Here are a few to consider:
- Binance - may reside in China/Hong Kong, and/or Malta
- Bitifinex - Hong Kong
- Cryptopia - New Zealand
- Bitgrail - Italy
- Genesis Mining - Iceland
The addresses aren't all publicly available but a quick google or Reddit search can yield much of the appropriate data
A conservative approach to inactive/dust accounts or cloudmining services
It is advisable to report inactive accounts if active accounts took a taxpayer over the $10,000 USD threshold.
How is crypto valued for FBAR
Cryptocurrency accounts can either be valued as monmonetary asset accounts or foreign currency accounts for FBAR, as there is no guidance on how the FBAR rules apply. The results can be different drastically. The Monmonetary approach examines the daily balance of the FBAR accounts in terms of their USD value, whereas the foreign currency approach applies a year-end spot rate to the maximum amount of the foreign currency in the account. The foreign currency applies when a traditional bank account is held in foreign currency (i.e. Euros).
Consult YOUR OWN advisor on how to approach which method to use above
How to practically account for this in software like CoinTracking?
The following method only works if deposits/withdrawals and trades are all in CoinTracking (https://cointracking.info?ref=C16086), the method won't work if just trades alone are in the software
If a taxpayer will report crypto on the FBAR with the value of a nonmonetary asset, here are a few steps to estimate the daily balance to help estimating whether the values exceeded the reporting threshold:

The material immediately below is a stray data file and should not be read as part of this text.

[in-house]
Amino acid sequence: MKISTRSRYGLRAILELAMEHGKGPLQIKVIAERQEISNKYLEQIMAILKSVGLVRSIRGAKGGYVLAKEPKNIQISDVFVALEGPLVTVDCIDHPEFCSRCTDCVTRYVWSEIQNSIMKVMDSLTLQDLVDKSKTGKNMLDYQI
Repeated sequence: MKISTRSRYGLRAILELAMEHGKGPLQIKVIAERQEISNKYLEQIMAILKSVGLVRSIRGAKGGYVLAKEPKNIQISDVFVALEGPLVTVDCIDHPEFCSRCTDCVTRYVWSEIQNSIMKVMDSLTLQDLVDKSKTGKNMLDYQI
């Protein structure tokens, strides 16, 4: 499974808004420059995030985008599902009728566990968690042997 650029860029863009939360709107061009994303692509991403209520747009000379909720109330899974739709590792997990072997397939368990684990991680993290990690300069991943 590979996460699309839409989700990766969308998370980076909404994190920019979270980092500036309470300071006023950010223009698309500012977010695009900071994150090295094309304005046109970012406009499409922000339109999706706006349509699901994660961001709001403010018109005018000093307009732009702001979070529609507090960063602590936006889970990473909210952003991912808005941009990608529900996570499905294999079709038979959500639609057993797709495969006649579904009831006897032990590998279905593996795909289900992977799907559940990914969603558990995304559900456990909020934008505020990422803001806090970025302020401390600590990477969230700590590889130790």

- 1 - Using CoinTracking, a taxpayer can import foreign exchange data straight into the tool.
- 2 -Then they can export to excel the full transaction history for 1/1/2017-12/31/2017. In advanced settings, add the USD buy/sell values that are calculated by CoinTracking as columns to export. Note: Make sure to filter dates in chronological order prior to exporting, otherwise the formulas final steps will need to be applied in reverse order
- 3 - In excel file, create a filter and filter trade data in the column for the exchange to be for the foreign exchange and copy over only the visible cells to another tab.
- 4 - Use an excel formula to create a cumulative daily balance. (+[cell for the day's USD buys/deposits] and -[cell for the day's USD sells/withdrawals] +[previous trade days USD balance from the prior row, the first trade won't have this].